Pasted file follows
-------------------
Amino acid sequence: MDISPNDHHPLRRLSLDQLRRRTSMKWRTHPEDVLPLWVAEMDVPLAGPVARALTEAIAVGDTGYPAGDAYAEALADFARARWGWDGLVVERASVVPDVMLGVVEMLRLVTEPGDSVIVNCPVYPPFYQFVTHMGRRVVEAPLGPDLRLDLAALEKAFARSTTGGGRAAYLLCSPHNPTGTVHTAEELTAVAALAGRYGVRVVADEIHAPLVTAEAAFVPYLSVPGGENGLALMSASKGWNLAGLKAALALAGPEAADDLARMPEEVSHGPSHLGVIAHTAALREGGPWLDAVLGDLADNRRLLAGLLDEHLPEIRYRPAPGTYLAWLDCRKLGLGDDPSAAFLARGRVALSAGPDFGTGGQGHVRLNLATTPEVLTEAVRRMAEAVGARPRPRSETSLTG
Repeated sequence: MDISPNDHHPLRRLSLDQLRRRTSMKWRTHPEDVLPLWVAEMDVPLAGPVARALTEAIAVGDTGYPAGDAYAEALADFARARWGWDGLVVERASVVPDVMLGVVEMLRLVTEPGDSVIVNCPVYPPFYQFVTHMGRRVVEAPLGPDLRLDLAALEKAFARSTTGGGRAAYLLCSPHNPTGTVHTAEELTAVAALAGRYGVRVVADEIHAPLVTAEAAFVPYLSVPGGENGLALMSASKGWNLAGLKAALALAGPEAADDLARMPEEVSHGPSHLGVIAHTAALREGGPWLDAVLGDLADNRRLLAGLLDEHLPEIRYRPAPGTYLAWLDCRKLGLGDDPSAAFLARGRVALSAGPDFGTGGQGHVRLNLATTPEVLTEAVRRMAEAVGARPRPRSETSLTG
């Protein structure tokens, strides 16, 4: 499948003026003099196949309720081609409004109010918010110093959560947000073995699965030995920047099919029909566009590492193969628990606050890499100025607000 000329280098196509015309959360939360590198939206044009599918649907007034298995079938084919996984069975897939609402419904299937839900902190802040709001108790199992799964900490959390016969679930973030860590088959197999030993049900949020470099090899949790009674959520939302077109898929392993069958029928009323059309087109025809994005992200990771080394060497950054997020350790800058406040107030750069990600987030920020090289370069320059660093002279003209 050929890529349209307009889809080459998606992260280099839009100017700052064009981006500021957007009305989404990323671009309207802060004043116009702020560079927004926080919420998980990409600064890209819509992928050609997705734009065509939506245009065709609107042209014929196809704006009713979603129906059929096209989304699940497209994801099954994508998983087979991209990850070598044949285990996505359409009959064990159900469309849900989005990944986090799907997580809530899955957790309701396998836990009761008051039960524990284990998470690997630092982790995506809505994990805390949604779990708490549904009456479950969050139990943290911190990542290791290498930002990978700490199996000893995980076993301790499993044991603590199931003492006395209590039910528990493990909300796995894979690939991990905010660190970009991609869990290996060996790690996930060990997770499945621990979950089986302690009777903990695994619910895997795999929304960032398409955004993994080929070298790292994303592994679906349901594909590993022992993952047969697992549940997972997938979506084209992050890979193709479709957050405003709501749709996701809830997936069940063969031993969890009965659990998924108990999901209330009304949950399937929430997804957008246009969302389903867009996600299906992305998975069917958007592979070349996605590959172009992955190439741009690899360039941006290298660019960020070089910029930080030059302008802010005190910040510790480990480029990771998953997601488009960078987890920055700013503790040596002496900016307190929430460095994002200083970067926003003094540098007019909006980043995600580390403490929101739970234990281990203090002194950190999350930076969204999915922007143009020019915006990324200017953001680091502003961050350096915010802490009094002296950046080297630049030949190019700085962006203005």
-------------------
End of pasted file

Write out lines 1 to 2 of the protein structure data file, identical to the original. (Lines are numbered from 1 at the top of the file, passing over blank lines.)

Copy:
Amino acid sequence: MDISPNDHHPLRRLSLDQLRRRTSMKWRTHPEDVLPLWVAEMDVPLAGPVARALTEAIAVGDTGYPAGDAYAEALADFARARWGWDGLVVERASVVPDVMLGVVEMLRLVTEPGDSVIVNCPVYPPFYQFVTHMGRRVVEAPLGPDLRLDLAALEKAFARSTTGGGRAAYLLCSPHNPTGTVHTAEELTAVAALAGRYGVRVVADEIHAPLVTAEAAFVPYLSVPGGENGLALMSASKGWNLAGLKAALALAGPEAADDLARMPEEVSHGPSHLGVIAHTAALREGGPWLDAVLGDLADNRRLLAGLLDEHLPEIRYRPAPGTYLAWLDCRKLGLGDDPSAAFLARGRVALSAGPDFGTGGQGHVRLNLATTPEVLTEAVRRMAEAVGARPRPRSETSLTG
Repeated sequence: MDISPNDHHPLRRLSLDQLRRRTSMKWRTHPEDVLPLWVAEMDVPLAGPVARALTEAIAVGDTGYPAGDAYAEALADFARARWGWDGLVVERASVVPDVMLGVVEMLRLVTEPGDSVIVNCPVYPPFYQFVTHMGRRVVEAPLGPDLRLDLAALEKAFARSTTGGGRAAYLLCSPHNPTGTVHTAEELTAVAALAGRYGVRVVADEIHAPLVTAEAAFVPYLSVPGGENGLALMSASKGWNLAGLKAALALAGPEAADDLARMPEEVSHGPSHLGVIAHTAALREGGPWLDAVLGDLADNRRLLAGLLDEHLPEIRYRPAPGTYLAWLDCRKLGLGDDPSAAFLARGRVALSAGPDFGTGGQGHVRLNLATTPEVLTEAVRRMAEAVGARPRPRSETSLTG